Festival Highlight :: Common Holly :: Real Love Summer Fest

by Olivia Michalczuk

Real Love Summer Fest attendees are in for a treat with Common Holly performing her new unreleased album When I say to you Black Lightning at the fest this year. At the time of her performance, Real Love goers will be one of the first audiences to hear these new tunes. 

“We will play this [set] in Toronto and then fly over to Winnipeg, so this will be our fourth time performing this album” said Brigitte Naggar, who performs as Common Holly.

“You’ll get to see us still screwing up. You’ll see growth.”

Common Holly is a solo project, though she will be traveling with a band for her “Back from the dead” tour. The name of the project, Common Holly, is representative of her sound.

“I kind of like the imagery of the common holly plant. I kind of liked that it was these pretty little berries that are surrounded by these dark sharp leaves, it felt kind of significant.”

For audiences that are familiar with Common Holly’s debut album Playing House, Naggar says to expect something a little different with her Real Love set.

“The album that I have out now that’s called Playing House is more of an experimental, maybe folkish singer-songwriter, kind of dark [album]” she said.

“I will be mostly performing songs from the new album and the way I would describe that is maybe a little more tending towards rock vibes. Kind of like if Cat Power crashed in to Radiohead if you want it on a topline — yeah, that’s the vibe.”

Naggar once said in an Audiotree Live performance that “Maybe I write sad songs but that doesn’t mean I am a sad person, it means when I am happy I don’t have to write sad songs, I don’t have to write songs at all.” When asked about that, she said that was slowly changing, especially with her new album as the songs are veering away from the autobiographical writing style.

“One of the main things about my new album is that it has a lot less to do with me and a lot more to do with stories that are out there that I observe or interact with, or whatever it might be” Naggar said.

“I have been trying to decide if I really want to get in to the narratives that inspired the songs and I think I am much more comfortable just saying that it’s meant to feel familiar, it’s meant to just be relatable to people in a variety of situations without knowing exactly what was going on at the time that I wrote [the songs].”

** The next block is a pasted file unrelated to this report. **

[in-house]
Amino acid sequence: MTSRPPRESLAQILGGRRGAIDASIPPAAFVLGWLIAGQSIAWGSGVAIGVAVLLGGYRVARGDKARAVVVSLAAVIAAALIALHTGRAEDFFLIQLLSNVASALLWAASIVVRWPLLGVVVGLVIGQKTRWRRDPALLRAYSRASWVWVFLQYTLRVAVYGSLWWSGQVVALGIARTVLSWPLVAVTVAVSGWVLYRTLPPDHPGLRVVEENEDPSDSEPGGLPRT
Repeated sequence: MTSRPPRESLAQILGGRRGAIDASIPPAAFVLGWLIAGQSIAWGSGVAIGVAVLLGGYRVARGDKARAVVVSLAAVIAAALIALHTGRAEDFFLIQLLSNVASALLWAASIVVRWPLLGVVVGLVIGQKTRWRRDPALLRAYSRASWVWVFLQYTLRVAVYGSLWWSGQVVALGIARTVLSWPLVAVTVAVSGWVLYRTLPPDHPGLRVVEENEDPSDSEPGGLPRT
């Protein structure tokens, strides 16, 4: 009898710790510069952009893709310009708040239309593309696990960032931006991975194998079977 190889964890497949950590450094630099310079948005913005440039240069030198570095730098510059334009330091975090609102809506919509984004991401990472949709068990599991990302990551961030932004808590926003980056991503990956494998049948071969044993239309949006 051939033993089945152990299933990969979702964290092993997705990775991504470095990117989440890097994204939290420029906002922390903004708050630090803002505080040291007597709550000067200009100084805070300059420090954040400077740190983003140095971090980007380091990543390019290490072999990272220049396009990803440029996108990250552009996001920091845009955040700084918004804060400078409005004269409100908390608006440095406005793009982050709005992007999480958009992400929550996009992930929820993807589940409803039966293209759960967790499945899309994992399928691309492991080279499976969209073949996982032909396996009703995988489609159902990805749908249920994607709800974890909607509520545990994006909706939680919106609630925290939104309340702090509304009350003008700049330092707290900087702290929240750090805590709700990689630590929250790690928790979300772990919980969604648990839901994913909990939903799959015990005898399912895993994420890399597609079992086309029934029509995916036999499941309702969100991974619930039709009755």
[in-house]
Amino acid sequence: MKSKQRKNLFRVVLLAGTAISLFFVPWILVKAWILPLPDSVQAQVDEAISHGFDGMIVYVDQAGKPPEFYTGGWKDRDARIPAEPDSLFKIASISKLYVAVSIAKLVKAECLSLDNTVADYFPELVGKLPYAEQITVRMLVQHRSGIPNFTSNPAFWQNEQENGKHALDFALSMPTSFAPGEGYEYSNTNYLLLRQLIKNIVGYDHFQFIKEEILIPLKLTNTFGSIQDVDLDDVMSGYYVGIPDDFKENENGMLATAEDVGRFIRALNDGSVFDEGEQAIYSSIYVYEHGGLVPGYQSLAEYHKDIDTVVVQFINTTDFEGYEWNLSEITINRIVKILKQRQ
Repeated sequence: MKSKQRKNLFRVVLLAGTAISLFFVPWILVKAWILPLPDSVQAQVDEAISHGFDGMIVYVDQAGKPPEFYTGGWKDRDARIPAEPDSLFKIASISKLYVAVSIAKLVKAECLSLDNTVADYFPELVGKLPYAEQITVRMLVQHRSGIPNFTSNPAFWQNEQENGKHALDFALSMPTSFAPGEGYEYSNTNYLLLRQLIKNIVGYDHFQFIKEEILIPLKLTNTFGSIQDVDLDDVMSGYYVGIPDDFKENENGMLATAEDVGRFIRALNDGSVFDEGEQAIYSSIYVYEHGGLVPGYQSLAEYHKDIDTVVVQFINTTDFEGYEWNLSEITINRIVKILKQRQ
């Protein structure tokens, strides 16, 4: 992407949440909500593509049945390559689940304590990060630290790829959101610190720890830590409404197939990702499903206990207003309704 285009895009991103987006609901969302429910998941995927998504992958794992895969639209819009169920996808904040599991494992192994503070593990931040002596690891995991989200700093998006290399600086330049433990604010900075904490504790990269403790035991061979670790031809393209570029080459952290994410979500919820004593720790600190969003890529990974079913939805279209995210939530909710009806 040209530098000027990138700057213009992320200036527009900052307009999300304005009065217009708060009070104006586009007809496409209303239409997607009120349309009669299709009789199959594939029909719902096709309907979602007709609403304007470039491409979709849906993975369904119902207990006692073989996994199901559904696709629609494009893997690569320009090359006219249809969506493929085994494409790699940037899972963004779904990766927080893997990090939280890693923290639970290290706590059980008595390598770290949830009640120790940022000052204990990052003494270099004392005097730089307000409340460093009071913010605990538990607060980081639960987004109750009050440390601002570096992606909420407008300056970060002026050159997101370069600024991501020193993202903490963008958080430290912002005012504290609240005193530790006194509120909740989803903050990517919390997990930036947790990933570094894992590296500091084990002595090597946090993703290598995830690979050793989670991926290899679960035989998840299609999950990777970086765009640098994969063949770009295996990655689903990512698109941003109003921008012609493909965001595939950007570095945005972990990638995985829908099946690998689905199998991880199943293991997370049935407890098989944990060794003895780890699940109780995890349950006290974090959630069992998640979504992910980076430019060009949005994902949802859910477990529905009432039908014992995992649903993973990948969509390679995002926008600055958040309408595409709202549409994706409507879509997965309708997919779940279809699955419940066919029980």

Though her sophomore album seems much different than her debut, Naggar said she sees it as “more of a grown-up version” of Common Holly than a diversion from who she was when she wrote Playing House.

“When I finished the album I thought it would be a much bigger departure from the first album and I am kind of realizing more and more that I don’t really think it is that much of one” she said.

“It incorporates more range, and has more of a beat but it keeps the sincerity and sobriety and intimacy. If that’s what people gravitated to originally they should, in theory, be still on board.”

Real Love audiences can expect a show that is curated for the stage and she said “I find that the new stuff is definitely more interesting for the stage and it was written with performance in mind whereas the last album was my foray in to song writing and it was just whatever came out of me at the time.”

Naggar is most excited about seeing Molly Burch at Real Love this year and the intimacy of such a small fest. “Festivals can be really overwhelming, especially as an artist. You tend to have so little time to relax and you spend all your time figuring out where everything is and you forget to eat and then you leave town. That is my experience with festivals so [Real Love] seems really nice.”

Common Holly performs at Real Love Summer Fest Saturday July 27 at 5:00

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